The British Rail Class 156 Super Sprinter is a diesel multiple unit (DMU). A hundred and fourteen of these units were built from 1987-89 by Metro-Cammell (now owned by Alstom) at their Washwood Heath Works in Birmingham.
They were built to replace elderly First Generation “Heritage” DMUs and locomotive-hauled passenger trains. Compared to a loco-hauled train, a modern DMU was cheaper to operate, caused less wear to the track and could reduce journey times.
The design of the Class 156 was more conservative then Metro Cammell’s earlier Class 151 design, the body shell was made of steel instead of aluminium, and the cab design was deliberately similar to the BREL Class 150 to ease union acceptance.
These units were all built as two-car sets, numbered 156401-514. Each unit was formed of two driving motors, one of which contained a lavatory. Individual carriage numbered as follows:
52401-52514 – Driving Motor Standard (DMS) – contain an area for storing wheelchairs, bicycles etc. 57401-57514 – Driving Motor Standard Lavatory (DMSL)
The vehicles are powered by 6-cylinder Cummins NT855-R5 diesel engines through Voith T211r hydraulic automatic transmission and Gmeinder final drive units. Although speeds of up to 90mph (140km/h) have been observed on level track, the units have a top speed of 75mph (121km/h) in
The first 100 units were all ordered by the Provincial sector of British Rail, and therefore carried the sector's livery of blue and beige with light blue stripe. Twenty units, numbers 156401-419/422 based at Tyseley depot, were later repainted into Regional Railways Express livery after the rebranding of
The last fourteen units, numbers 156501-514 were ordered by Strathclyde PTE, and carried a distinctive orange black livery. This was later replaced by an attractive carmine and cream livery, reminiscent of the 1950s livery carried by Mk.1 coaching stock.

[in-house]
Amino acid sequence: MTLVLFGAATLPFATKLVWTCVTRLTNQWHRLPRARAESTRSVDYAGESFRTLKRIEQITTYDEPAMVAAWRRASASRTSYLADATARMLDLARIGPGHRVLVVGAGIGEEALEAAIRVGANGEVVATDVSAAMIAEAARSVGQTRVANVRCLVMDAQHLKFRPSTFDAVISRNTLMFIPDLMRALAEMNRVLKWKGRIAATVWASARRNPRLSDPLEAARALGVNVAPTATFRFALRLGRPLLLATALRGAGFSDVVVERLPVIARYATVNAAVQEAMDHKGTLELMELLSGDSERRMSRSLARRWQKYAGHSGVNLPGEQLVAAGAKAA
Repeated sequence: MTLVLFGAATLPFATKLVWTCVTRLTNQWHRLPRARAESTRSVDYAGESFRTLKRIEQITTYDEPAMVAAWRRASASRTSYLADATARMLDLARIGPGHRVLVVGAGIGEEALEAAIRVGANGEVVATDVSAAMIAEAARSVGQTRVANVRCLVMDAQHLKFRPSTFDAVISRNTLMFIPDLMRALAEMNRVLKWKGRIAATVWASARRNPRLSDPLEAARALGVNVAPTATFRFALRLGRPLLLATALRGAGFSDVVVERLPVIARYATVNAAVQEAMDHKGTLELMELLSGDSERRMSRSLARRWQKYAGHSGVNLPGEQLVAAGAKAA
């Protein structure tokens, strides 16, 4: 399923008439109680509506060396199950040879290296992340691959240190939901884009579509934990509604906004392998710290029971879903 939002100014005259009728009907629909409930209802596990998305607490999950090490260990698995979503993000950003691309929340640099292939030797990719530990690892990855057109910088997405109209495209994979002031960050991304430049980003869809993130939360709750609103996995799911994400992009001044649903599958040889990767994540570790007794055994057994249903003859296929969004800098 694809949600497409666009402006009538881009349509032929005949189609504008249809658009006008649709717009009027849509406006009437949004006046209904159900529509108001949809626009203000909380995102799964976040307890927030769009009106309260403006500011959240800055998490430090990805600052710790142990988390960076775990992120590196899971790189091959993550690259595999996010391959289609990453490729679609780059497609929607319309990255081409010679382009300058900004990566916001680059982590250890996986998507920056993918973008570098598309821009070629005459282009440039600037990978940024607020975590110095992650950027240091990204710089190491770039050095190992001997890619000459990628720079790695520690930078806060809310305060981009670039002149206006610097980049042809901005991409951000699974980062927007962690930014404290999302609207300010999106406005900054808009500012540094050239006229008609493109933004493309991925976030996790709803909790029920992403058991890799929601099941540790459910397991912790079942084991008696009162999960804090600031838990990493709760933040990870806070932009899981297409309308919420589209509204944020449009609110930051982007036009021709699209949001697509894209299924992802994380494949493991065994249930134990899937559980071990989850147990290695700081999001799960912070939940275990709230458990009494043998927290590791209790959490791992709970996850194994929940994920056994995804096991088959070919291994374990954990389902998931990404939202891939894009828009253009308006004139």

Maximum speed: 75 mph (121 km/h)
Weight DMS: 35.5 t
Weight DMSL: 36.1 t
Engine(s): 213 kW (286 hp) Cummins NT855-R5 Diesel (1 per car)
Transmission: Voith Hydraulic T211r (2 axles driven per car)
Coupling system: BSI
Northern in the South
First Great Western is currently suffering from a lack of Class 165 DMUs due to refurbishment. Northern Rail has hired out two of their Class 156 DMUs for use on the Oxford to Reading section of the line. Your task is to work the two units on an Oxford to Reading stopping service, calling all stops en route. It's wet and windy, so you must perform each stop at your best to finish at Reading on time.
Due to a new service starting later in the year, ONE Railway have begun operating a drivers route learning trip between Norwich Crown Point and Slough using a Class 156 DMU. Today you shall start on the Willesden Branch and head onto the GWML to Slough.
Where should they go?
The Class 156 DMU is being trailed on the Great Western Mainline leading up to the privatisation of the railway. You are joining the peak day express service from Slough into Paddington. You are then
required to complete some shunt moves into the yard.
Sprinting the ECML
It’s 1990 and the Class 156 DMU has been in service for a number of years. Regional Railways has a service running between Darlington and York, stopping at all stations and this particular timetable is still being tested to see how efficiently the Class 156 can run.
Take your train from Oxford to Paddington under the midnight moon light. You are the last eastbound train of the night.
A Class 156 DMU has just arrived into Hedborough station and this unit has been scheduled for maintenance work. Your task is to complete the shunt move into the depot.
A brand-new Class 156 DMU “Super Sprinter” is on a test run at the German TestTrak. You are required today to assist with its development by driving the unit under different conditions.
Class 156 Driving Tutorial
Take the challenge and learn how to drive the Class 156 DMU.
Routes Featuring the Class 156 DMU
Oxford to Paddington
Newcastle to York